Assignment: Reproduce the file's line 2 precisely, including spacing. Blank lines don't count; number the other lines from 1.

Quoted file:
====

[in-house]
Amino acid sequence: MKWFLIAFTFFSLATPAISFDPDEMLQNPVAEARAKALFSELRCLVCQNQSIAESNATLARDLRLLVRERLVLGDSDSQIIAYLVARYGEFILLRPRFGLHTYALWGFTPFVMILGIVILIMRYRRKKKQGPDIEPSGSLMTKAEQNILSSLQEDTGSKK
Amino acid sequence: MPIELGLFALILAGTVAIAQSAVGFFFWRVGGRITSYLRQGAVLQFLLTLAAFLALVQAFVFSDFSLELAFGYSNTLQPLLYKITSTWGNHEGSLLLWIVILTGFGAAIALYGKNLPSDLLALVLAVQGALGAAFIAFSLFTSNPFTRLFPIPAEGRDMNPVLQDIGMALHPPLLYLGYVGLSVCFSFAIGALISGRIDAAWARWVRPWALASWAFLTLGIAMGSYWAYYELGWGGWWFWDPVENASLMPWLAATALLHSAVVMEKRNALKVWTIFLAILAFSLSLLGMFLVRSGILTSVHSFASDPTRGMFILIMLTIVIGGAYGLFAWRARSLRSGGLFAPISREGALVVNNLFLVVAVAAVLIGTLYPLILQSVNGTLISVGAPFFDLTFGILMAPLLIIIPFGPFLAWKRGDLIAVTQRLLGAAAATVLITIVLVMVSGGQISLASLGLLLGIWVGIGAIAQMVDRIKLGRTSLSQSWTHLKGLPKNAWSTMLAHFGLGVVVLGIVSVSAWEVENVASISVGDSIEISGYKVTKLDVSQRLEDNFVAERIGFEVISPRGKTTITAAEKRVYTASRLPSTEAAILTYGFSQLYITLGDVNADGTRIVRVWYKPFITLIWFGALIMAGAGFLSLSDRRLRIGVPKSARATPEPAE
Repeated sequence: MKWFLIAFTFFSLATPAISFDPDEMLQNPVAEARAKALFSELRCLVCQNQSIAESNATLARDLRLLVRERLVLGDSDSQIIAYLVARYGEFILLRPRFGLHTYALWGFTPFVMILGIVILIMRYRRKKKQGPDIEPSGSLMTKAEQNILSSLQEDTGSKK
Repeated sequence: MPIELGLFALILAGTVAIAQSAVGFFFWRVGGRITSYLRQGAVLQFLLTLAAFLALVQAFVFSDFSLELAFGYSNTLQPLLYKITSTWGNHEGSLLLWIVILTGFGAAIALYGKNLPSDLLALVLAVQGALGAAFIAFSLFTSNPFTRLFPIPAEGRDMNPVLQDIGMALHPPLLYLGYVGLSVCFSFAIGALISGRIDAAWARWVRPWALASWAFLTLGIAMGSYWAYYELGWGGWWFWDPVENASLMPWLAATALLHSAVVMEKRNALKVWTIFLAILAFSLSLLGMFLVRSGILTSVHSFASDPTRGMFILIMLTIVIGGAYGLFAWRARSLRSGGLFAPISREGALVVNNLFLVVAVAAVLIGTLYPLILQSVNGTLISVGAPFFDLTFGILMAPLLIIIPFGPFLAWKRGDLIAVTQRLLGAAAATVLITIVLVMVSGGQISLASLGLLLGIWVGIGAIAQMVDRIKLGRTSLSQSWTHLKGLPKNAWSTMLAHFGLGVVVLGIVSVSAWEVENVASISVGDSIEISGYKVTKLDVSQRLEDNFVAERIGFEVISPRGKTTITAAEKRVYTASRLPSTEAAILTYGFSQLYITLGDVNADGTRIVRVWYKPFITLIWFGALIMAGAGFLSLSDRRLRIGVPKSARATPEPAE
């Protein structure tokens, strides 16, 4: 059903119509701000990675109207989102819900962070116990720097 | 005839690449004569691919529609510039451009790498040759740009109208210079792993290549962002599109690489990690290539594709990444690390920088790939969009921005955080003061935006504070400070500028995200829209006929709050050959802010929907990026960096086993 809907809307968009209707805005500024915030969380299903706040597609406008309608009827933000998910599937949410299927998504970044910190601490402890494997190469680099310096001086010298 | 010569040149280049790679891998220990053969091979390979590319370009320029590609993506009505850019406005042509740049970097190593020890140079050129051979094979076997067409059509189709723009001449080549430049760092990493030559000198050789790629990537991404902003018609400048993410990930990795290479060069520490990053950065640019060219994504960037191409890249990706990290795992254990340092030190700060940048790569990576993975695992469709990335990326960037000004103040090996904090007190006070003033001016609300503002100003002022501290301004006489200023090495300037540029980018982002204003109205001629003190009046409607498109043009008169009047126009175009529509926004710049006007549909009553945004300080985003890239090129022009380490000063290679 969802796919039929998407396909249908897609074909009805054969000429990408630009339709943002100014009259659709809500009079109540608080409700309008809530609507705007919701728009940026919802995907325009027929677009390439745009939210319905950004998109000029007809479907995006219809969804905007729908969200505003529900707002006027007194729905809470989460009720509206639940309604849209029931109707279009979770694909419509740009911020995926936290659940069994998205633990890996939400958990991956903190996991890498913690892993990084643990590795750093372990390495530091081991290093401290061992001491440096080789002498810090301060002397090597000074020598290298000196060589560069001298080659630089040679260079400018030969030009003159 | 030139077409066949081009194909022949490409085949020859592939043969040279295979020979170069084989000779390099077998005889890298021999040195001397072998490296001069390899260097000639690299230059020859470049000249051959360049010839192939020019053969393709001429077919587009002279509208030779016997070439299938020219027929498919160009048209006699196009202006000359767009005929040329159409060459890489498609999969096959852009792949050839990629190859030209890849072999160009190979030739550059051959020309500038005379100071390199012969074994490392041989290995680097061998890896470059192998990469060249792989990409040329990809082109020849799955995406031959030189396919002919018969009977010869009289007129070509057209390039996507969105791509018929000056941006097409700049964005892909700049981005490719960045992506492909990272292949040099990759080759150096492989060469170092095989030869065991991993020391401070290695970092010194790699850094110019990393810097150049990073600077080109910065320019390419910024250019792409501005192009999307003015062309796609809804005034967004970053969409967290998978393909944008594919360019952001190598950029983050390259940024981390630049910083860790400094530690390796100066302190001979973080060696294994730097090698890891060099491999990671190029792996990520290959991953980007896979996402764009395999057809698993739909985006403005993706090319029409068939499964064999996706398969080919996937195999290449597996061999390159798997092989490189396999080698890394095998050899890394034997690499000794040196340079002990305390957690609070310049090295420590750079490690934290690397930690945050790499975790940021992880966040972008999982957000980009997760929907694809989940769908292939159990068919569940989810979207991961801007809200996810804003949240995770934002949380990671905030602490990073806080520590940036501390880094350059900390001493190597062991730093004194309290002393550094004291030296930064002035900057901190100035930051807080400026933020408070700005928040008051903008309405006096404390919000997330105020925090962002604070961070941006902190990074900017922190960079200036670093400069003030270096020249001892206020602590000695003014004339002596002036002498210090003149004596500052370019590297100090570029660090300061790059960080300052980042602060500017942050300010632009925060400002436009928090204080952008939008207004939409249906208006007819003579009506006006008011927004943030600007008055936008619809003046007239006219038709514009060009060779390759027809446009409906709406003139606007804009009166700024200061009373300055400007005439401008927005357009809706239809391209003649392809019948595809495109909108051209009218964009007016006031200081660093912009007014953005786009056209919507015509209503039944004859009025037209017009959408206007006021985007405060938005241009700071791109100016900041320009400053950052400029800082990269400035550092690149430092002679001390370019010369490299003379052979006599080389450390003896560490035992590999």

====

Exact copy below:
Amino acid sequence: MKWFLIAFTFFSLATPAISFDPDEMLQNPVAEARAKALFSELRCLVCQNQSIAESNATLARDLRLLVRERLVLGDSDSQIIAYLVARYGEFILLRPRFGLHTYALWGFTPFVMILGIVILIMRYRRKKKQGPDIEPSGSLMTKAEQNILSSLQEDTGSKK